FACTBOX-Views on British coalition’s first 100 days

Aug 18 (BestGrowthStock) – Britain’s first coalition government
since World War Two marked 100 days in office on Wednesday.

Below are some comments on the Conservative-Liberal Democrat
coalition’s progress so far:

RICHARD LAMBERT, DIRECTOR GENERAL, CONFEDERATION OF BRITISH
INDUSTRY

“The overall judgement to date is positive. Business has a
strong interest in the success of the coalition, the last thing
it wants is a period of drift and political uncertainty. And it
has been impressed by the speed and direction of policy-making.”

“This applies in particular to the government’s determined
efforts to get the public finances back into shape. June’s
budget was seen as bold and audacious, and it needed to be.”

“And it is not just in economic matters that this government
is turning out to be more radical than expected … if anything,
the worry now is that the government is attacking on such a
broad front, with big reforms proposed in the health service,
education, policing, welfare and more, that the process might
start to become unmanageable.”

MILES TEMPLEMAN, DIRECTOR GENERAL, INSTITUTE OF DIRECTORS

“We are delighted that the coalition has achieved two key
early objectives — an ambitious deficit reduction plan and a
bill facilitating more school competition. If we want the UK
economy to thrive, tackling the crisis in our public finances
and creating a better skilled workforce is absolutely central.”

“However, we are concerned that the government has yet to
show a similar enthusiasm for grappling with the problem of
over-regulation, particularly of the labour market.”

“If the UK is to compete with India and China as the economy
recovers the government needs to make it easier for businesses
to employ people, not harder.”

DAVID FROST, DIRECTOR GENERAL, BRITISH CHAMBERS OF COMMERCE

“Early action on deficit reduction and burdensome employment
regulation has been strongly welcomed by business, and many of
the measures in the emergency budget struck the right balance.”

“However, business wants to see more progress in areas such
as international trade and reform of the UK’s planning system.
While the prime minister has led a trade mission to India, we
have not yet seen the appointment of a dedicated trade minister,
nor a focused strategy for a strong export economy.”

LIZ PEACE, CHIEF EXECUTIVE, BRITISH PROPERTY FEDERATION

“Its first 100 days have been stimulating, chaotic and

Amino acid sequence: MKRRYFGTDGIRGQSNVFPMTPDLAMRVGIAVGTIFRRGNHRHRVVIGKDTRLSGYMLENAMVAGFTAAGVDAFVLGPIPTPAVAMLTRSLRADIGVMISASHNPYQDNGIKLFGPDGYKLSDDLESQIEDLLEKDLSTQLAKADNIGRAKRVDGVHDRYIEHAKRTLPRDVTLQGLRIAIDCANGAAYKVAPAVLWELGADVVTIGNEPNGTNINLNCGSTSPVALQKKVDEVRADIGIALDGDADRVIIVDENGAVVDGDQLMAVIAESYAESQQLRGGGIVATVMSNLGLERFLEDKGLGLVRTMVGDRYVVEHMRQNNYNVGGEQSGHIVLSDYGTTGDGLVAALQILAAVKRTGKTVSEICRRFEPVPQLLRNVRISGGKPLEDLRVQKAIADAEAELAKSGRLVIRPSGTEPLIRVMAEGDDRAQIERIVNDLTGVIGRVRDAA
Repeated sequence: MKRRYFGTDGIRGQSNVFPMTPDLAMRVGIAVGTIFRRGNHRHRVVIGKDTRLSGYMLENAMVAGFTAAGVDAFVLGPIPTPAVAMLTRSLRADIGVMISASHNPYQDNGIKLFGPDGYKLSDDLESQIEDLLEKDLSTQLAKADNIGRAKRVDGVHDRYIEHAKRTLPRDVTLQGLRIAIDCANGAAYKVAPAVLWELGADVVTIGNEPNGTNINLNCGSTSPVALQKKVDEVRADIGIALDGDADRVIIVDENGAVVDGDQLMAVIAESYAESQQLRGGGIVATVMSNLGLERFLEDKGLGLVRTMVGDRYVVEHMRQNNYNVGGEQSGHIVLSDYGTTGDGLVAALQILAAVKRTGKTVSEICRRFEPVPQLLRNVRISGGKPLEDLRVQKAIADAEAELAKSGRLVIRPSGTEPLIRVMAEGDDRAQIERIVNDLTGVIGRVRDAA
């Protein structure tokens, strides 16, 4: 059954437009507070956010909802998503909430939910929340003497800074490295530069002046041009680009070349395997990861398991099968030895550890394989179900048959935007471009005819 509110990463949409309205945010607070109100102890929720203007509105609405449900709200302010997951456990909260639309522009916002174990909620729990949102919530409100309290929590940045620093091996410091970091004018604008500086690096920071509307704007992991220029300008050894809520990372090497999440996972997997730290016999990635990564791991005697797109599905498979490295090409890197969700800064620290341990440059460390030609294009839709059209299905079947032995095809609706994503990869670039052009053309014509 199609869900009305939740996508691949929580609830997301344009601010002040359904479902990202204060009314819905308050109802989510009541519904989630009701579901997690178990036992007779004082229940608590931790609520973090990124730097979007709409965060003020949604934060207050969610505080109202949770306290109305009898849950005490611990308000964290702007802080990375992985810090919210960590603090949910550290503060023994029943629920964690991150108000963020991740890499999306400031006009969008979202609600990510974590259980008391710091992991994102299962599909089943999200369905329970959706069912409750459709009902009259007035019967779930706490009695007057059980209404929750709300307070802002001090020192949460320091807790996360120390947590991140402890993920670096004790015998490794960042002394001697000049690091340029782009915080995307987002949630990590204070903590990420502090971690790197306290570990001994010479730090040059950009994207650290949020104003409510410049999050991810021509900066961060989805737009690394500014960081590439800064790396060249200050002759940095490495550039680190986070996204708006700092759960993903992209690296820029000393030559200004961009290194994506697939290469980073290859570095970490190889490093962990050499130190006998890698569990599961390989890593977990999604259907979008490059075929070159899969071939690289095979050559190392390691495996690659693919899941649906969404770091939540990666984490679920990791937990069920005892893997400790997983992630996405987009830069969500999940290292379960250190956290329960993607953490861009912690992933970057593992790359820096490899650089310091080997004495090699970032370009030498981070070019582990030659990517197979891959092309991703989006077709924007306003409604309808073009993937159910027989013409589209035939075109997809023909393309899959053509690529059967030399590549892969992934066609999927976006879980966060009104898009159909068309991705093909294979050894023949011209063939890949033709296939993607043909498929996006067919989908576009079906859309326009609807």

occasionally disturbing but this new era remains a historical
achievement, and it is to the coalition government’s credit that
it has not yet targeted the property industry as a quick and
crowd-pleasing way of raising cash.”

“What has spooked many however is its obsession with
localism: we hadn’t expected government to act so quickly to
scrap regional planning without giving thought to the impact on
risk-averse councils. Ministers must now make good their promise
to incentivise development in areas crying out for investment
and renewal.”

BOB CROW, GENERAL SECRETARY, RAIL, MARITIME AND TRANSPORT
WORKERS UNION

“One hundred days into the ConDem government we know that
transport is being lined up for further, massive cuts this
autumn that threaten jobs, infrastructure projects, safety and
the quality of service to the travelling public.”

“It will take co-ordinated trade union and community action
on a scale unseen since the Poll Tax resistance to stop the
ConDem’s cuts juggernaut.”

MARK SERWOTKA, GENERAL SECRETARY, PUBLIC AND COMMERCIAL
SERVICES UNION

“The government’s first 100 days have been characterised by
attack after attack on the low-paid, the vulnerable and on their
own workforce.”

“We do not accept the need to cut public spending. Cuts now
seriously risk plunging our economy into further economic crisis
and present the real possibility of a double-dip recession.”

“We believe there is a better, more effective, alternative,
including investment in public services, collecting the 120
billion pounds ($187.5 billion) of tax that is lost each year,
and saving billions of pounds by scrapping plans to replace the
Trident nuclear missile system.”

BRENDAN BARBER, GENERAL SECRETARY, TRADES UNION CONGRESS

“Before the election we were told that cuts could be
achieved through efficiency savings, that the most vulnerable
would be protected and front-line services preserved. These
pledges have not lasted 100 days.”

“What makes this worse is that these cuts are doing the
opposite of what the government intends. Far from securing the
economic recovery, they are slamming on the economic brakes.
Growth will be well below potential and there is growing risk of
a double-dip recession.”

PATRICK NOLAN, CHIEF ECONOMIST, REFORM THINK TANK

“The first 100 days do matter in establishing a government’s
long-term vision. Its (the coalition’s) goal of a smaller
government and stronger society is right but many of its
policies go in exactly the other direction.”

ANTHONY WELLS, YOUGOV POLLSTERS

“We asked the public how it thought the government had done
so far. Forty three percent think the coalition government has
performed better than the last government, 26 percent worse.”

“The majority of the public has confidence in the
government’s ability to run the economy (55 percent) and there
is widespread confidence in its ability to cut the deficit (62
percent). However, the public are generally pessimistic about
its ability to deliver in other areas.”

“The public still don’t expect the coalition to last the
distance. Only 14 percent expect it to last more than four
years, 47 percent expect it to last less than two years.”
(For a related story, click on [ID:nLDE67G1AG])

FACTBOX-Views on British coalition’s first 100 days